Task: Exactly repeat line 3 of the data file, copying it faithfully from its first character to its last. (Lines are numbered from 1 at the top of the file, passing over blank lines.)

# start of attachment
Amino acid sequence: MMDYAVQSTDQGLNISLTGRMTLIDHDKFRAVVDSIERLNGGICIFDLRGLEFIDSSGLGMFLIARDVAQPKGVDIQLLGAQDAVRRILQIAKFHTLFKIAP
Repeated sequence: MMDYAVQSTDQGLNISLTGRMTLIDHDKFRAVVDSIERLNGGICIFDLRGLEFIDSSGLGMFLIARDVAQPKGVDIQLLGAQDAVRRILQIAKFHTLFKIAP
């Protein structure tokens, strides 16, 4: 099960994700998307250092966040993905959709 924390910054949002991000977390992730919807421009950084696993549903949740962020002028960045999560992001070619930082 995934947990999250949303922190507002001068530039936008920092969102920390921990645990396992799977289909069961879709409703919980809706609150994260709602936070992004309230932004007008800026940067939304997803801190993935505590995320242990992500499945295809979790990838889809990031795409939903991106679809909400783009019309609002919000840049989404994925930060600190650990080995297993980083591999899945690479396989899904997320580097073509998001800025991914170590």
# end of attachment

């Protein structure tokens, strides 16, 4: 099960994700998307250092966040993905959709 924390910054949002991000977390992730919807421009950084696993549903949740962020002028960045999560992001070619930082 995934947990999250949303922190507002001068530039936008920092969102920390921990645990396992799977289909069961879709409703919980809706609150994260709602936070992004309230932004007008800026940067939304997803801190993935505590995320242990992500499945295809979790990838889809990031795409939903991106679809909400783009019309609002919000840049989404994925930060600190650990080995297993980083591999899945690479396989899904997320580097073509998001800025991914170590």